One thing I learned is that I'm a hard judge to please. It surprised me how seriously I took my assignment and how firm I was with my scores. I suppose this comes from having high expectations as a restaurant patron. Interestingly, in class, I think I grade a lot easier. Perhaps it is because I have a quarter-long relationship with those students.

As the judges were leaving one of the students said, "thank you Ms. Kweskin." So sweet! Students usually just call me Amy but in the kitchen greetings are much more formal. Thankfully I had already handed in my score cards.

August 14, 2011

Keb Mo in Oakland

Hisun, Leah, Jack, Alec and I are up in the Oakland Hills at a free Oakland Schools fundraiser. I like being the fifth wheel with these guys.

August 13, 2011

Now I Get Me!

I am at the Personality Type conference in San Francisco and just had a huge aha! moment. The session I attended, presented by Susan Blair of New Zealand, was on the topic of "if you can teach them, you can reach them". She asked, "what did you enjoy most when you were in school and what got you into trouble the most in school?"

I enjoyed thinking outside the box, questioning authority and getting my friends excited and engaged in breaking the rules. Guess what I also got in trouble for doing? Yes, all of that. This perfectly explains my personality type, ENFJ. It also explains why I had so many difficulties in jobs where my boss "set the rules and told me to follow them or else."

These affirmations actually brought tears to my eyes.

August 9, 2011

Type Talk

This week I am attending the Association of Psychological Type International conference hosted here in San Francisco. My intention is to learn more about Myers-Briggs and share the knowledge with my students.

To get to know some of the people in advance of the conference I volunteered today to stuff registration bags. The conversation amongst the bag stuffers gave me a taste of what Type Professionals talk about - analyzing their spouses and children. It was fun to listen in as the volunteers discussed how they were an INFJ raising and ESTP and married to a ENTJ. This is going to be an interesting conference for an ENFJ.

August 8, 2011


As you can guess from following my adventures, I have a wanderlust which kicks in about every two years. This desire to travel, and sometimes relocate, doesn't have to take me across the world, although it certainly has. It can take me to a new apartment across a city. That two year mark is coming up for  in September - twenty four months into living at this current apartment.

But, as I look around my place, I am realizing that everything fits so beautifully. Every nook and cranny is filled with my favorite things. And it doesn't feel too crowded or too empty. Somehow I've also managed on occasion to sleep four people in my little one bedroom apartment and it feels snug but not too overcrowded. Honestly, I can't figure out a better location to live than the one I occupy here in the Bay Area.

The realization that everything around me is sustained, 100%, because of my own doing, kind of blows my mind. I'm completely independent (although sometimes getting a little bridge loan from my parents, quickly repaid) and take care of myself. That's quite an achievement for a woman of 42 living in an expensive metropolitan area. I'm loving every minute of this adventure.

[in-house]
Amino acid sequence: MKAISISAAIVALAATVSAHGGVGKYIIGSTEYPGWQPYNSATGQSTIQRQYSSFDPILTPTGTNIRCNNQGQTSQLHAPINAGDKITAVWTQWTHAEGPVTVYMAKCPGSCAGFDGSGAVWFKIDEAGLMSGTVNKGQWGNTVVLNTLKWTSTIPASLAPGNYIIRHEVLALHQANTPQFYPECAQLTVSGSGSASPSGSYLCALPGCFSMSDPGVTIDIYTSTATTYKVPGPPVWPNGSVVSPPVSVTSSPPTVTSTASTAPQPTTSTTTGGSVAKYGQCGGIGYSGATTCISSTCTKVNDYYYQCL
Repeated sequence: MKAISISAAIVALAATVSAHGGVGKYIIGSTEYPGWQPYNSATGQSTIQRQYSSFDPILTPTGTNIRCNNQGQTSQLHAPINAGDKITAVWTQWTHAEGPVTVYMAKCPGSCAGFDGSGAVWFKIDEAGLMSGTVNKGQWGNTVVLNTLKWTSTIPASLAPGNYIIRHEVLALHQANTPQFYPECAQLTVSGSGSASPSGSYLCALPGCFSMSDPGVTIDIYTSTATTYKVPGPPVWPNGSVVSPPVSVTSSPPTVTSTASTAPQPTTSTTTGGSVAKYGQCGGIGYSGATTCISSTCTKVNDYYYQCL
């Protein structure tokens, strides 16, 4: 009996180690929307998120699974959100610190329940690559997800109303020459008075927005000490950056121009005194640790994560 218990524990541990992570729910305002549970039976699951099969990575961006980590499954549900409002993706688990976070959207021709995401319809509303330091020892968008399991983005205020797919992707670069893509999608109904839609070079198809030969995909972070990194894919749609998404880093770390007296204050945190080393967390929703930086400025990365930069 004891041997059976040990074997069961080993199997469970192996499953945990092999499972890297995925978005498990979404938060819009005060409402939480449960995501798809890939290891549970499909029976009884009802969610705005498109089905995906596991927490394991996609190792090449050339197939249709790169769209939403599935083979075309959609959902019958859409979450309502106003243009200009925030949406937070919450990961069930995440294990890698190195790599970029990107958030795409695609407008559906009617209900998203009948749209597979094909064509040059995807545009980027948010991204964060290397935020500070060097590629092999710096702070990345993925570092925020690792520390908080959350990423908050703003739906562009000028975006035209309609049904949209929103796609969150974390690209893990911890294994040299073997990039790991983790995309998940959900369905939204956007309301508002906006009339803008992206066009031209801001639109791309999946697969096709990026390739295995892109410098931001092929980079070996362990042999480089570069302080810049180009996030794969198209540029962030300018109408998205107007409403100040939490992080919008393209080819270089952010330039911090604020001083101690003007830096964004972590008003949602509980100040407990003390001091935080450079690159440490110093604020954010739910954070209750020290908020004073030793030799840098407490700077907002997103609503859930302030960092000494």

August 5, 2011

Developing a Ripple Effect of Compassionate Instinct

Over the past month I have been savoring a collection of essays from Greater Good magazine published in the book The Compassionate Instinct. Featuring educational, scientific, political, and spiritual leaders, each author promotes an individual call to action as a pathway for developing a societal compassionate instinct.

In the final article, "The Banality of Heroism" by psychology researchers Zeno Franco and Philip Zimbardo, the following paragraph encapsulates the concept of developing this compassionate instinct:

" is important not to fear interpersonal conflict and to develop the personal hardiness necessary to stand firm for principles we cherish. In fact, we shouldn't think of difficult interactions as conflicts but rather as attempts to challenge other people to support their own principles and ideology."

This statement resonates with me as it encourages meaningful interaction that advances societal compassion. In fact, it is what I work on helping my students develop in the classes I teach. In my courses we continuously explore our own values and beliefs and then apply these to how we develop our organizational and leadership practices. I've heard from students that my classes have the reputation of "being deep".

As an instructor and a strategic planning consultant I am becoming ever more comfortable encouraging this type of discussion, one that develops a social compassion. However, I am still learning to express my voice in personal relationships. As an intuitive and feeling person (Myers-Briggs Type ENFJ) I am drawn into observing how people behave and interact. But when I am conflicted by the discontinuity of their actions, or observe that they are unable to pinpoint the source of their feelings of disconnection, I do not move towards interpersonal conflict. Instead, I remain silent. It may take days, months or even years for me to process the conflict of principles and ideologies that were off-kilter with their actions and behaviors. By that point a discussion feels pointless as I have either continued allowing this person treat myself or others without compassion, or I have passively ended our relationship. This approach is a missed opportunity for personal and societal evolution.

What if I were to initiate a dialogue in the moment, instead of locking my thoughts away for future contemplation? To do this I need to practice separating the fear of rejection that I harbor with the opportunity to develop a deeper connection. Perhaps the end result would still be a parting of ways, but at least we would both have exercised an exploration of values that results in a better understanding of ourselves and each other. I predict that this approach will result in clarity of personal values, for each of us, and have a ripple effect of developing a compassionate instinct in all our interactions.

August 3, 2011

Fantasy Kayak Vacation

Just putting it out there that I want to go to the Sea of Cortez on a Kayak trip. If you speak it, it will come.

August 1, 2011

Best/Worst Resume Typo

Costco Morning Meat Stalker which I believe should read Meat Stocker.

Shoes Not Made for Walking

Note to self: fashion shoes are not made for walking to BART or for teaching a class.